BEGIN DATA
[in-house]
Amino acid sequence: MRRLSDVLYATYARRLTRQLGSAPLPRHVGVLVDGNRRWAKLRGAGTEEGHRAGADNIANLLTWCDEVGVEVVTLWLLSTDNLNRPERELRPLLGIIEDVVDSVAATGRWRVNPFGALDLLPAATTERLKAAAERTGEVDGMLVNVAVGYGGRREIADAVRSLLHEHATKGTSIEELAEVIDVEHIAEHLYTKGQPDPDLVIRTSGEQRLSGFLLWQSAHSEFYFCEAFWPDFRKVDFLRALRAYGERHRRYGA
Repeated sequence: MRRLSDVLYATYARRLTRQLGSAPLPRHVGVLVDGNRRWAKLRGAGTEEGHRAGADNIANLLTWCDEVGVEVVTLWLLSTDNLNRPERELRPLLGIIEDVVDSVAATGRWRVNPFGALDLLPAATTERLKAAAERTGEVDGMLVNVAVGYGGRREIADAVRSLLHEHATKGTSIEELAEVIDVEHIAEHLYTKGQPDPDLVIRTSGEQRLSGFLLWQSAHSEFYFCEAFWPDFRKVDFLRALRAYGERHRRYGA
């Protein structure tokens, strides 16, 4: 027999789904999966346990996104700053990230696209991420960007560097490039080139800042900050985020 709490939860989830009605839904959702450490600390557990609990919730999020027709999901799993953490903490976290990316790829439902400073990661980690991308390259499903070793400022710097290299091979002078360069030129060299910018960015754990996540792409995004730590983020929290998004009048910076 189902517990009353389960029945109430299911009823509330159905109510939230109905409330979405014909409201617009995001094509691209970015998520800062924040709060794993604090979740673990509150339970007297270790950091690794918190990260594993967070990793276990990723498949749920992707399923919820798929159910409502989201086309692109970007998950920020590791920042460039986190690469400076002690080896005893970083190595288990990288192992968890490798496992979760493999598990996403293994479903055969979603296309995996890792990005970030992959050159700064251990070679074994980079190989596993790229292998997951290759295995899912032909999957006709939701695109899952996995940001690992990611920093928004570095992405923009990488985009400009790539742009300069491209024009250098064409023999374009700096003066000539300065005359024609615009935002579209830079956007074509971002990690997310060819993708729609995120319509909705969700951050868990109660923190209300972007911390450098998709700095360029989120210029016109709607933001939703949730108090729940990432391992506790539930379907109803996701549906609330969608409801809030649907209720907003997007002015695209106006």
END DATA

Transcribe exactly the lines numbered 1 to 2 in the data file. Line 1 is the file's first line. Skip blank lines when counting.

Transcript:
[in-house]
Amino acid sequence: MRRLSDVLYATYARRLTRQLGSAPLPRHVGVLVDGNRRWAKLRGAGTEEGHRAGADNIANLLTWCDEVGVEVVTLWLLSTDNLNRPERELRPLLGIIEDVVDSVAATGRWRVNPFGALDLLPAATTERLKAAAERTGEVDGMLVNVAVGYGGRREIADAVRSLLHEHATKGTSIEELAEVIDVEHIAEHLYTKGQPDPDLVIRTSGEQRLSGFLLWQSAHSEFYFCEAFWPDFRKVDFLRALRAYGERHRRYGA